I thought of Ralph, when a few years back, the regulators in Canada for one reason or another forbade Joe McBryan to fly passengers on one of his wonderful DC-3s via a regular schedule from Yellowknife to Hay River.
     The puddle jump at a couple thousand feet was a daily ritual used by commuters, business people and tourists; it turned a six hour drive into a 121 mile air journey, a blast from the past.
     Here would come Joe in his flying cap and flight bag followed by the passengers and the ritual would be repeated every day.
     The airplane that maybe had just delivered food supplies to some tiny village up north and then QC with seats would spring to life again with a throaty growl and it would be off to the races.
     Have you ever flown in a DC-3? As compared to a jet, of the roll down the runway feels like it takes forever.
     The experience up top is punctuated with a welcome aloft to a world where peering out of any one of the aircraft’s 14 cabin windows reveals a world in slow-motion, going on as usual, but where you can actually see things beneath.
     You can see cars, even pick out their colors. You can tell it’s Sunday because those same cars are parked around the churches.
Joe McBryan and dog     The Buffalo Airways passenger experiences were captured in the TV show Ice Pilots.
     One episode should not be missed:
     Here is Joe in the left seat flying along and back in the cabin is a young cabin attendant who, an hour before passenger flight time was humping and running loading cargo, but is now dressed up and amongst the sheep, serving mints or something.
     In the front of the cabin a giant great dane along for the ride to Hay River cannot wait and has just taken a big dump and everybody in the cabin is holding their nose.
     The young lad has the thankless job of clean up and half way through that process with everybody watching and groaning, one person just laughs and before you know it all the 12 or 20 passengers are laughing out loud, including Joe, who reaches over and cracks the cockpit side window to get some fresh air.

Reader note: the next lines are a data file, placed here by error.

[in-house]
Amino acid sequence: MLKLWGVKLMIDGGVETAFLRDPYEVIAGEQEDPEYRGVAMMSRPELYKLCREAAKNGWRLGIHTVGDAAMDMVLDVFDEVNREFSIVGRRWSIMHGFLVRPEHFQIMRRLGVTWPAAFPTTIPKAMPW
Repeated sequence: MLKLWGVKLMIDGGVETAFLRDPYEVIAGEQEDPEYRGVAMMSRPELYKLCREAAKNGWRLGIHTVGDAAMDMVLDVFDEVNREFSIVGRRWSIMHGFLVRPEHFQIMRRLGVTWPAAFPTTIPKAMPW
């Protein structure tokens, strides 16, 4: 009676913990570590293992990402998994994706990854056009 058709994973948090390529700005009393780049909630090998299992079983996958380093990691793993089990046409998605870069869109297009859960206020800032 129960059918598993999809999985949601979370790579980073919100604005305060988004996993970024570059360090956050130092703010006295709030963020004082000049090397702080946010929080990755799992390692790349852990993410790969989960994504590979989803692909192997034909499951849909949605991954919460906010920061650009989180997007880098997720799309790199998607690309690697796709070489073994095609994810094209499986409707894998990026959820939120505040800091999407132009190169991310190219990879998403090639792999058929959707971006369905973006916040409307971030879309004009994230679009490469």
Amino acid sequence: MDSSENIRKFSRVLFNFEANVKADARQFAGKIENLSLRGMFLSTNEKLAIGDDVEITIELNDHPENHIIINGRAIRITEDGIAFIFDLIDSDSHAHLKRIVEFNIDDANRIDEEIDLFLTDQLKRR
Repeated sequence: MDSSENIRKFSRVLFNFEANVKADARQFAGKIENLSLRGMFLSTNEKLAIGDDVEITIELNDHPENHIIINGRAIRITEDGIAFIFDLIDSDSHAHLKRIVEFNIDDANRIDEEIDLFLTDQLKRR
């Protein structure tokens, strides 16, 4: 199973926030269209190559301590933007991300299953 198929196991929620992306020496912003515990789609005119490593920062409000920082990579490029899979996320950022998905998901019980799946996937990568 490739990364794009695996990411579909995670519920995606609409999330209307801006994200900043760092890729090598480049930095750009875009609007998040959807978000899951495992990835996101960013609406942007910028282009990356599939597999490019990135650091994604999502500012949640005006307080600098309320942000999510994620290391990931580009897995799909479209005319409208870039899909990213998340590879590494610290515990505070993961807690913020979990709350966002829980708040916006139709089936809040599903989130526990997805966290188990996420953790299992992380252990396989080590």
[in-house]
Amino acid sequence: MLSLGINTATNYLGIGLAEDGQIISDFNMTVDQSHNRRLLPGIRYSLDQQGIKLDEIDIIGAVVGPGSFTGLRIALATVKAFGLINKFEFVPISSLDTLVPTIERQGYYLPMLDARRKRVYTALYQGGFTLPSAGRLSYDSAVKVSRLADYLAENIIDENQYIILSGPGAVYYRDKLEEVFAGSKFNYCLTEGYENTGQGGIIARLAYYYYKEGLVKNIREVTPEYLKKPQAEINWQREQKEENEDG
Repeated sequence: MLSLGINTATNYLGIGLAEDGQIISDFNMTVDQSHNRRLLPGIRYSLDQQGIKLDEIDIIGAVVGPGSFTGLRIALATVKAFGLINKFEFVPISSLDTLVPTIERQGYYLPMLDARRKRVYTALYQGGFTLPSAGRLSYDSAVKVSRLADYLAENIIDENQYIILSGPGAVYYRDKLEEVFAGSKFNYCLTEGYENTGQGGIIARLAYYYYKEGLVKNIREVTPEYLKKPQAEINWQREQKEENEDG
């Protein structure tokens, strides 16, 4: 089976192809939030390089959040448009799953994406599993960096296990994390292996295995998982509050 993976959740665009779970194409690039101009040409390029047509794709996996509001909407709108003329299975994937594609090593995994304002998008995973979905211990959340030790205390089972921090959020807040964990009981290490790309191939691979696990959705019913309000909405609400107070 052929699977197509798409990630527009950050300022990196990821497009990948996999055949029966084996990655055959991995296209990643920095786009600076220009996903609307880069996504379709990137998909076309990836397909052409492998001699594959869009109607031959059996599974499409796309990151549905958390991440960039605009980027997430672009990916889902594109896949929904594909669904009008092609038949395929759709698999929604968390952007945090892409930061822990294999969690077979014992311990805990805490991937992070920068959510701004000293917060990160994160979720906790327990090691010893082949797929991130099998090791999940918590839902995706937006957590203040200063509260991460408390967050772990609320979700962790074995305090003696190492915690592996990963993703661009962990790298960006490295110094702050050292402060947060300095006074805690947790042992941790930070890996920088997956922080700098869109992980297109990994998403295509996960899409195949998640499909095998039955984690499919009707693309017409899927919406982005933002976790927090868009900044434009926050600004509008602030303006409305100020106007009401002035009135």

When was the last time something extraordinary like that happened aloft?
     A planeload of displeased passengers, no, people deciding they were having just too much fun to allow some dog shit to get in the way. A moment where you realize it’s only life and what you are experiencing is rare and treasured indeed!
     So chalk up attitude adjustment as part of the Joe McBryan Buffalo Airways DC-3 flight experience.
     So why can’t Joe be allowed in some manner or form to fly his happy band between Yellowknife and Hay River?
Joe McBryan, Mikey McBryan

     Is it the aircraft? Don’t be ridiculous—Buffalo Air has so many DC-3 parts that Mikey, Joe’s son and his team rebuilt an almost entirely destroyed DC-3 and had it airworthy for the D-Day 75th Anniversary a few years ago.
     “Plane Savers” was and remains a series of over a 100 hand-made YouTube video episodes of the step by step restoration of what will now be an immortal aircraft for people to experience in a museum somewhere. The airplane had flown in 1944 above Normandie, who knows, maybe even above our Cardine family home in Bernay, dispatching troops, and then post WW II served cargo for a second life until being left on the scrap heap of time to decay and rot, alone and forgotten.
     But the Family McBryan came to town and over a period of a year with volunteers and Buffalo staff and meals from Tim Hortons and elsewhere in Yellowknife, , raised the majestic DC-3 up after decade of inactivity like a phoenix and returned it to life up in the sky where she belongs.
     That is the stuff of a legendary adventure, so pardon me for playing it to the hilt.
     YouTube should have given an Emmy to this epic Plane Savers series for its genuine original and home-made concept, passion, heart and quality.
     It's high flying and even pioneering reality television for sure, certainly better than some of the stuff passing for reality TV these days.